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Tibet-2014-07-10-KalachakraLeh, Ladakh, J&K, India 10 July 2014   His Holiness the Dalai Lama performed the self-generation rituals early in the morning before taking part in the preparatory precedures for the Kalachakra Empowerment.  Inside he greeted the Lamas and fellow dignitaries.
 
After recitations of verses in praise of the Buddha, the Heart Sutra and verses from Nagarjuna’s ‘Fundamental Wisdom’, His Holiness began:

“We are going to conduct the Kalachakra Empowerment on the basis of a sand mandala, and today we’ll go through the preliminary procedures. There are many religions in the world. All teach love, compassion and tolerance, counselling their followers not to give in to anger or to hold grudges. Because greed is a source of harm, they also teach contentment and self-discipline. It sometimes seems as though Christian practitioners are more active in actually helping others. Christian monks and nuns also tend to live a simple, modest life.”

He reiterated that all religious traditions have teachings on love, compassion, tolerance and self-discipline in common, but differ when it comes to their philosophical positions. Buddhism is grounded in the Nalanda tradition, he told them, which is based on reason. Today, when levels of education are high, many find the Nalanda tradition with its stress and reason and knowledge attractive.
“We are gathered for a Buddhist teaching,” he remarked, “in a land where Buddhism, coming from Tibet, has flourished for a long time. While many of you have come from across Ladakh and the Himalayan Region, about 5000 have come at great cost and hardship from abroad, Chinese and people from other Buddhist countries among them. I’d like to thank the organizers for the good work they have done to make this event possible.

“Whatever religious tradition we follow, whatever different customs and languages we observe, we all want happiness. In Buddhism we talk about mind being of the nature of clear light. All sentient beings have such mind of clarity and awareness. The practice of Kalachakra teaches us how to actualize the clear light mind within us.”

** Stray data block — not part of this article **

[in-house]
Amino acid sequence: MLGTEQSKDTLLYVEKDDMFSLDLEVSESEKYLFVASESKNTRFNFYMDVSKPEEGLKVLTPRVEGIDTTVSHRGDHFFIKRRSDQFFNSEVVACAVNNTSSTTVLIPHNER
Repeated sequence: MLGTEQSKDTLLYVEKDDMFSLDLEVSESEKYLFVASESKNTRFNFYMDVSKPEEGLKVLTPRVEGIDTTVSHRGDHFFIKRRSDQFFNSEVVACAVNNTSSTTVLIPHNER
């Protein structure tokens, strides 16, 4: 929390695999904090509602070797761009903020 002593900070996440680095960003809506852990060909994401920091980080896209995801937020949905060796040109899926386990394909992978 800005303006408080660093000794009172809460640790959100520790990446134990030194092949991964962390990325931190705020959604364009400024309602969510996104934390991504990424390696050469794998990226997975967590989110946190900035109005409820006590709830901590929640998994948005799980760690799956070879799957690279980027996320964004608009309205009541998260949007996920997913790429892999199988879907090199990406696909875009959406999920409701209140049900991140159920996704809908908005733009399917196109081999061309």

His Holiness said that what everyone gathered before him needed was a good heart, a warm heart, a less selfish attitude. He said that no one wants suffering, so the best thing to do is to try to help people and at least not to harm them.

“During the three days of preliminary teachings you heard many things, but most important was the advice to be a good person and to be kind to others.”

“During the last three days of teaching there has been no need to consider me your Lama or Spiritual Master, but in the context of this teaching, the Kalachakra Empowerment, you need to have faith in me. I have visualized transforming myself into Kalachakra so we are about to engage in a master disciple relationship.
He remarked that it is very important to be non-sectarian. Christianity, Hinduism, Judaism and Islam, for example, have long been of benefit to their adherents, so we should respect them. That they are beneficial is good. He stressed the need for people to follow their faith sincerely. Religious harmony and mutual respect is very important. Within the Tibetan Buddhist tradition it is especially important that whether we belong to Nyingma, Sakya, Kagyu, Gelug or Bön we should respect each other
 
“Ecumenism, non-sectarianism, is important and the great Tibetan masters practised it,” His Holiness said. “These days I meet Westerners who seem much attached to this or that tradition, claiming to belong exclusively to the Gelug or Kagyu traditions. Lamas should not teach their disciples to adopt such postures, but should instead foster mutual respect among our traditions.”

Concerning the Kalachakra tradition, His Holiness pointed out that it had been the 7th Dalai Lama, Kalsang Gyatso’s main practice and that he had been responsible for training the monks of Namgyal Monastery, composing many of the texts and instructions. His Holiness clarified the terms Secret Mantra Vajra Vehicle as meaning that the practice is conducted secretly rather than publicly; mantra refers to protecting the mind, in this case from ordinary appearances.

As part of the preparatory procedures, His Holiness gave firstly the Lay-Persons vows, and then led the gathering in taking refuge and generating the aspiring awakening mind, wishing for beings to be free from suffering. Finally, he also gave the Bodhisattva vows. He mentioned that by taking refuge in Buddha, Dharma and Sangha we distinguish our practice from non-Buddhist traditions, while generating the awakening mind distinguishes our practice as being Mahayana. Having conducted the inner empowerment and advised the disciples to examine their dreams, His Holiness declared the preparatory procedures complete.

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